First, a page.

CVS v Walmart: Retail therapy - Hermes Investment Management

friendly corporate behaviour and benefited from positive market sentiment. However, we continue to monitor both companies and their peers to determine which ...
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ESG case study

Hermes Global Equities

CVS v Walmart: Retail therapy Louise Dudley Portfolio Manager, Hermes Global Equities

In 2012, we perceived Walmart as a company with attractive investment characteristics. But our proprietary ESG Dashboard, which analyses the environmental, social and governance (ESG) risk exposures of each company in our universe, flagged significant social and governance concerns regarding the US retailer. At the time, ongoing labour rights disputes that resulted in high-profile lawsuits, and allegations of bribery and corruption in its Mexican, Brazilian, Indian and Chinese operations, were significant ESG risks that also fuelled negative press coverage. This led Hermes EOS, our stewardship team, to engage the company and compelled us to seek more information about these incidents and consider alternative investments.

Action We identified another US retailer as a suitable alternative investment: CVS, an integrated pharmacy business that had comparable financial credentials but superior ESG performance to Walmart. CVS had previously endured tough times itself: poor performance following its acquisition of Caremark Rx in 2009, investigations over accounting adjustments and concerns about its corporate governance. But the company took decisive action, undergoing a significant restructure to place more appropriately skilled people on its board, and appointing a new CEO whose duties are separate from those of the independent chair. A dividend increase of 38% in 2013 further improved the investment case.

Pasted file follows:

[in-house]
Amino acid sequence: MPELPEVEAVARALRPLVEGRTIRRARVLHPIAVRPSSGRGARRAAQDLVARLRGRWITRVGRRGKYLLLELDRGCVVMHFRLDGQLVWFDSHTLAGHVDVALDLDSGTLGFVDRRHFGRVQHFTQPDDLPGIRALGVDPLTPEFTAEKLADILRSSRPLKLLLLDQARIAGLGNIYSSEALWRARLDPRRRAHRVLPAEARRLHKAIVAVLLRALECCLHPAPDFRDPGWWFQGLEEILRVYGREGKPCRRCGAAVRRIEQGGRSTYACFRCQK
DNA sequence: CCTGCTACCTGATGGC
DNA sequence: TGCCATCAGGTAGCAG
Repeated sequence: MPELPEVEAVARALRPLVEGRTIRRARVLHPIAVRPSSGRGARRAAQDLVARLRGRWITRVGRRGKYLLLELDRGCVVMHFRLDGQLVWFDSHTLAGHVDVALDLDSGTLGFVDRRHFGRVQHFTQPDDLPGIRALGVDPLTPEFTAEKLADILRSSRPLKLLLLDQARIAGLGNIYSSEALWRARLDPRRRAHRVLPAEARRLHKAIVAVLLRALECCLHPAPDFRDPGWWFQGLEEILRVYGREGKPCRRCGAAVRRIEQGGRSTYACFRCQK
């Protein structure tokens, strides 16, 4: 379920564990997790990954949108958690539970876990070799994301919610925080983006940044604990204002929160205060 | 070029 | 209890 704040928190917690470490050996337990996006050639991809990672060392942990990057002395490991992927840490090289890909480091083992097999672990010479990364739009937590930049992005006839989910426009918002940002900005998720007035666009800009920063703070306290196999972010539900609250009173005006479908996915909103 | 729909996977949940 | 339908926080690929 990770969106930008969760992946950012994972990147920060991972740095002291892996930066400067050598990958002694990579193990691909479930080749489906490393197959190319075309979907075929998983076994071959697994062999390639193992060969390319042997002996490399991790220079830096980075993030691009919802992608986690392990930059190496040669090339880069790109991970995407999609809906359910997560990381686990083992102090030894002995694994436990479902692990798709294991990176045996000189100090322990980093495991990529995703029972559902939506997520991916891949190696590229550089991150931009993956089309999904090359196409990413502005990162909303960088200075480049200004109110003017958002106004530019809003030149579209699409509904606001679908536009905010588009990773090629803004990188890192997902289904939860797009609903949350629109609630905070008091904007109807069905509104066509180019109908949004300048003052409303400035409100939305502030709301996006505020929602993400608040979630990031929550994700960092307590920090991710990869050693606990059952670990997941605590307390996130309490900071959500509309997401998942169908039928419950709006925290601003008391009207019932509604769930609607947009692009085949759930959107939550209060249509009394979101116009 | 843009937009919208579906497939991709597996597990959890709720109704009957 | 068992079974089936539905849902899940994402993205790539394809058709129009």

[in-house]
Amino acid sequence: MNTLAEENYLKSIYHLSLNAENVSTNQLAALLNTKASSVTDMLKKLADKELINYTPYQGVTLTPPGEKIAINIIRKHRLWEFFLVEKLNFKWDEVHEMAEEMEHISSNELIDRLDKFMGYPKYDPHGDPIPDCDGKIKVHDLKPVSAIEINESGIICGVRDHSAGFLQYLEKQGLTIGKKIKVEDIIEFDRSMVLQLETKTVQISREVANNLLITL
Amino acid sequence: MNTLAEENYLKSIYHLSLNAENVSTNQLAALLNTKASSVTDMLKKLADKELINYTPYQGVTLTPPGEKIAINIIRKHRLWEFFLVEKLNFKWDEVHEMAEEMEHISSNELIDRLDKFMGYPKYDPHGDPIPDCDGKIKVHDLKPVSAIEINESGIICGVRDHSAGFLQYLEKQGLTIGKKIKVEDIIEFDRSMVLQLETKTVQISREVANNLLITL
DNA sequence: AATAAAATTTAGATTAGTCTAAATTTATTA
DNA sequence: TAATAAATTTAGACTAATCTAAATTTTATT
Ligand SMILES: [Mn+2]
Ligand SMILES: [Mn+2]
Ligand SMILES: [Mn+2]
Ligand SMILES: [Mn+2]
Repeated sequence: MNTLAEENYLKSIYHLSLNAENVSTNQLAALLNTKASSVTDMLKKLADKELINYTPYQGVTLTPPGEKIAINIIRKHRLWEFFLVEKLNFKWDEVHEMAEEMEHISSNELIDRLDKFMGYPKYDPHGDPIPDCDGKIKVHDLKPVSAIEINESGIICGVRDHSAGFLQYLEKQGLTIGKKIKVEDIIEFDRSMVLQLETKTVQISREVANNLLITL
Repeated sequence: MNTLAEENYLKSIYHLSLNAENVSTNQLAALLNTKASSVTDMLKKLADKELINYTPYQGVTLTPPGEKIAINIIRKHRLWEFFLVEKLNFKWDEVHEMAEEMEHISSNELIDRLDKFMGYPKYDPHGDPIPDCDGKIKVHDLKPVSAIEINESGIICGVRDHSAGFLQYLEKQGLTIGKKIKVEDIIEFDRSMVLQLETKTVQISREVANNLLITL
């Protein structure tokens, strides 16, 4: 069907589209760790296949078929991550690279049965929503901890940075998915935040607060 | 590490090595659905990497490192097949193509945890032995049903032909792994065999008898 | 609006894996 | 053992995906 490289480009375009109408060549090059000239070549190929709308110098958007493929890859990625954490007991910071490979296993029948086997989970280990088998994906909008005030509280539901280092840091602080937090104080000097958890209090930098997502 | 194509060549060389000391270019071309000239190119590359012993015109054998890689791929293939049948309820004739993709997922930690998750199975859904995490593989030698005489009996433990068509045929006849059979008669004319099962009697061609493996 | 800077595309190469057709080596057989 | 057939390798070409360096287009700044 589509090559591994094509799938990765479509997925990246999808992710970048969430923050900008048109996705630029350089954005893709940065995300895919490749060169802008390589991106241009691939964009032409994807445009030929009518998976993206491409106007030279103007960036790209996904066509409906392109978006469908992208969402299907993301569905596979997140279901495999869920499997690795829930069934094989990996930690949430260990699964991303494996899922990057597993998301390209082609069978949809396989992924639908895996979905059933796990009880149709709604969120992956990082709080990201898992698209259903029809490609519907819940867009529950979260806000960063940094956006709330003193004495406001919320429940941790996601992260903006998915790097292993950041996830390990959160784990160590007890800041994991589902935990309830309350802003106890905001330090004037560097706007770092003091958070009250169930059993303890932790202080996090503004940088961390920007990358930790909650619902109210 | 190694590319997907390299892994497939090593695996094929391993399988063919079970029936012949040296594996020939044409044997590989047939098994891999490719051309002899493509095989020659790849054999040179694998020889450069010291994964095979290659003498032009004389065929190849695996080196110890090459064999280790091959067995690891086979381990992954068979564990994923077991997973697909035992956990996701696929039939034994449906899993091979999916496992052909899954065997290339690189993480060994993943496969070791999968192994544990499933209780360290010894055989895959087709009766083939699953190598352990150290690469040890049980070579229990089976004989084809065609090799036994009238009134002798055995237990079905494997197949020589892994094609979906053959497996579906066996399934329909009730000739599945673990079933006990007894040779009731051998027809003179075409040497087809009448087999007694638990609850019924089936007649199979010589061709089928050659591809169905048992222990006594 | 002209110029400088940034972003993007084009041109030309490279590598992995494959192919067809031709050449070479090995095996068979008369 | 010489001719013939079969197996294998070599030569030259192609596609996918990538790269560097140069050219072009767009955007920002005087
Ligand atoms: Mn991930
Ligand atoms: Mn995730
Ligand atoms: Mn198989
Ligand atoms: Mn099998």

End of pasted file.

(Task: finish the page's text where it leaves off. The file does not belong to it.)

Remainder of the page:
Results The company has shown its commitment to retaining the integrity of its board. The involvement of activist shareholder Relational Investors LLC – seen as influential in the company meeting many of its strategic objectives – has helped to improve corporate strategy and execution. The execution of strategic decisions is now a core focus, and key performance indicators and more demanding targets have been introduced.

Since we initiated our position in July 2012, CVS has gained 113.6%, compared to the -4.56% return from Walmart (see chart). This is not solely due to better governance: since 2012, CVS has become a more attractive stock than Walmart in many dimensions. As of July 2015, it has demonstrated a stronger ability to grow, exhibited more shareholderfriendly corporate behaviour and benefited from positive market sentiment. However, we continue to monitor both companies and their peers to determine which has the best combination of fundamental characteristics – in which ESG risk exposure is an important consideration. CVS v Walmart: stock prices and ESG ratings 250 225 200 175

QESG Scores July 2013


CVS 80 Walmart 51


QESG Scores June 2015

QESG Scores April 2016

CVS 81 Walmart 40

CVS 86 Walmart 70

100 75

Jul 12 Sep 12 Nov 12 Jan 13 Mar 13 May 13 Jul 13 Sep 13 Nov 13 Jan 14 Mar 14 May 14 Jul 14 Sep 14 Nov 14 Jan 15 Mar 15 May 15 Jul 15 Sep 15 Nov 15 Jan 16 Mar 16


Meantime, Hermes EOS actively engaged with Walmart and is encouraged by its increasing transparency with shareholders and the public. In the last two years, the company has worked to reduce risk in its Bangladesh factories, strengthened its anti-bribery programme and overseen substantial reforms of its US labour practices. However, our ESG Dashboard shows that its business ethics, treatment of employees and management of suppliers are still risks. This is reflected in our QESG Score for Walmart, which shows the retailer’s overall ESG rating. Despite an improvement in Walmart’s score, which increased from 40 out of 100 in 2015 to 70 out of 100 in 2016, CVS rates much higher at 86 out of 100. Such data is important in our investment decisions – so are the unique qualitative insights we gain through EOS’ research and engagements. This makes us